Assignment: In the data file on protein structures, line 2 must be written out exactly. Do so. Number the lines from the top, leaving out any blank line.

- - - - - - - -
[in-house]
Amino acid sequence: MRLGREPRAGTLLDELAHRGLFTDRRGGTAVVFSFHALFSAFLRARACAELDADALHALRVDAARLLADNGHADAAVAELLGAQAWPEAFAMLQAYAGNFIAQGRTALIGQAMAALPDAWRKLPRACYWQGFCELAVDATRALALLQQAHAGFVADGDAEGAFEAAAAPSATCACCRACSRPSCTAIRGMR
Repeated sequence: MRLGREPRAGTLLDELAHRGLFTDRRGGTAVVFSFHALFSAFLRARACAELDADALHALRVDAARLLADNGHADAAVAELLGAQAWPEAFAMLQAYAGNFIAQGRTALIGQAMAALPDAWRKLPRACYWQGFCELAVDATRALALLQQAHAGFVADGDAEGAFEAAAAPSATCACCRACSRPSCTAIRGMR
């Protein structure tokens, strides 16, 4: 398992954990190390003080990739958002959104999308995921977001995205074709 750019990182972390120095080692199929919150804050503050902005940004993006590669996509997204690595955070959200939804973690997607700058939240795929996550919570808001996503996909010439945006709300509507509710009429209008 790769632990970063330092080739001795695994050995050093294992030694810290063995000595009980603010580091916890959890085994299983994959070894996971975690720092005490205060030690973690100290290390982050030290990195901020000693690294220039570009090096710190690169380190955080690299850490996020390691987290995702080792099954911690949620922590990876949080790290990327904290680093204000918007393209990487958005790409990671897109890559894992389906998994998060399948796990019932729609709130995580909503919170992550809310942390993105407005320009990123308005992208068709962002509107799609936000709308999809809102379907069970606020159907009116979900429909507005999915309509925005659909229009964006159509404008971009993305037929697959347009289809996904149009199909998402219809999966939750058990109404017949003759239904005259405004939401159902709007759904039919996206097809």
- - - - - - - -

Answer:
Amino acid sequence: MRLGREPRAGTLLDELAHRGLFTDRRGGTAVVFSFHALFSAFLRARACAELDADALHALRVDAARLLADNGHADAAVAELLGAQAWPEAFAMLQAYAGNFIAQGRTALIGQAMAALPDAWRKLPRACYWQGFCELAVDATRALALLQQAHAGFVADGDAEGAFEAAAAPSATCACCRACSRPSCTAIRGMR